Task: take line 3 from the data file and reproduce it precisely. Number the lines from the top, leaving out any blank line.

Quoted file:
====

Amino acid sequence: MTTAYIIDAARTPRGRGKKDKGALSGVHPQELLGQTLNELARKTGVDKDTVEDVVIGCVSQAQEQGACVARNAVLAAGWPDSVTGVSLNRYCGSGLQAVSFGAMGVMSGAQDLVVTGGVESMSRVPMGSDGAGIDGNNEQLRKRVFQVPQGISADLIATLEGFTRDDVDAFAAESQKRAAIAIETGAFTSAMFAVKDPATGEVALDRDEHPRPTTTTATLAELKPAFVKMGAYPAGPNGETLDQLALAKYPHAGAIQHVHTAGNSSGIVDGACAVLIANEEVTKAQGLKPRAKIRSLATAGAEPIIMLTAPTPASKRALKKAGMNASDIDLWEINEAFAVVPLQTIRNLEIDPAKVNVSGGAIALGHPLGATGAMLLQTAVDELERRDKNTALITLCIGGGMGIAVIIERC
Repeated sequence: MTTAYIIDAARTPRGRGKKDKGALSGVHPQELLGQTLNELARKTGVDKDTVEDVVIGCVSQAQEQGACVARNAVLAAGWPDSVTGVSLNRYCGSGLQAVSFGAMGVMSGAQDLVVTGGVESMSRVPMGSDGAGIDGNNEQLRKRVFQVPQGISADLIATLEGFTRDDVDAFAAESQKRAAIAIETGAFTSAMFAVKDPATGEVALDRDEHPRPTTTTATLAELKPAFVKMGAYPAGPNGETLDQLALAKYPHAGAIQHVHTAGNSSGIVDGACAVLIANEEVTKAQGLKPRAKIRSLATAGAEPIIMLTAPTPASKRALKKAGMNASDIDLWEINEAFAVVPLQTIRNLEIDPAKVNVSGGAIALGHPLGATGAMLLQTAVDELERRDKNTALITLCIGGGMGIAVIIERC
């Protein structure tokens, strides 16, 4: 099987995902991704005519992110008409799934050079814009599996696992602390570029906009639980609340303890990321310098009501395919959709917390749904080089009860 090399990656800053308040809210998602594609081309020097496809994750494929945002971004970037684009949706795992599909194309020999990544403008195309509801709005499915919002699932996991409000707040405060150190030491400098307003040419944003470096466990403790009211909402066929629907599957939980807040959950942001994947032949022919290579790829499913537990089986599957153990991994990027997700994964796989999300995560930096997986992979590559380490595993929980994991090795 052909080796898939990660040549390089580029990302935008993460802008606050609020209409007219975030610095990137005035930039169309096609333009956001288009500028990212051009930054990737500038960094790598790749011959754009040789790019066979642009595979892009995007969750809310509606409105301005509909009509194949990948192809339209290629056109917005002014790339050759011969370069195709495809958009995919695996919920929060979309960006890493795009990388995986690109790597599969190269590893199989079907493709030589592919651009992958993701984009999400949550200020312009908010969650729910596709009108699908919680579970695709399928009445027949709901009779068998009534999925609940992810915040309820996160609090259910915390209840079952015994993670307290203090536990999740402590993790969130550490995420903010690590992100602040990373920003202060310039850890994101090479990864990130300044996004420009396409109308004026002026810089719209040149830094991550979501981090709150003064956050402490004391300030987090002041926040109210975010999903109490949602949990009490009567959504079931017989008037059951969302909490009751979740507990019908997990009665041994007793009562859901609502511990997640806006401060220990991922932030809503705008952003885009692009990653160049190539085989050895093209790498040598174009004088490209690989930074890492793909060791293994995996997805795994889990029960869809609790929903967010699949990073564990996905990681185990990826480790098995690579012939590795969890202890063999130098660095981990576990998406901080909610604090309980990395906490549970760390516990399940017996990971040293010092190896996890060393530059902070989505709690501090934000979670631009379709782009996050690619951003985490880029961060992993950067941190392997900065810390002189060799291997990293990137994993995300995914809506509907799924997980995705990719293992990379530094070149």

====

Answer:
């Protein structure tokens, strides 16, 4: 099987995902991704005519992110008409799934050079814009599996696992602390570029906009639980609340303890990321310098009501395919959709917390749904080089009860 090399990656800053308040809210998602594609081309020097496809994750494929945002971004970037684009949706795992599909194309020999990544403008195309509801709005499915919002699932996991409000707040405060150190030491400098307003040419944003470096466990403790009211909402066929629907599957939980807040959950942001994947032949022919290579790829499913537990089986599957153990991994990027997700994964796989999300995560930096997986992979590559380490595993929980994991090795 052909080796898939990660040549390089580029990302935008993460802008606050609020209409007219975030610095990137005035930039169309096609333009956001288009500028990212051009930054990737500038960094790598790749011959754009040789790019066979642009595979892009995007969750809310509606409105301005509909009509194949990948192809339209290629056109917005002014790339050759011969370069195709495809958009995919695996919920929060979309960006890493795009990388995986690109790597599969190269590893199989079907493709030589592919651009992958993701984009999400949550200020312009908010969650729910596709009108699908919680579970695709399928009445027949709901009779068998009534999925609940992810915040309820996160609090259910915390209840079952015994993670307290203090536990999740402590993790969130550490995420903010690590992100602040990373920003202060310039850890994101090479990864990130300044996004420009396409109308004026002026810089719209040149830094991550979501981090709150003064956050402490004391300030987090002041926040109210975010999903109490949602949990009490009567959504079931017989008037059951969302909490009751979740507990019908997990009665041994007793009562859901609502511990997640806006401060220990991922932030809503705008952003885009692009990653160049190539085989050895093209790498040598174009004088490209690989930074890492793909060791293994995996997805795994889990029960869809609790929903967010699949990073564990996905990681185990990826480790098995690579012939590795969890202890063999130098660095981990576990998406901080909610604090309980990395906490549970760390516990399940017996990971040293010092190896996890060393530059902070989505709690501090934000979670631009379709782009996050690619951003985490880029961060992993950067941190392997900065810390002189060799291997990293990137994993995300995914809506509907799924997980995705990719293992990379530094070149």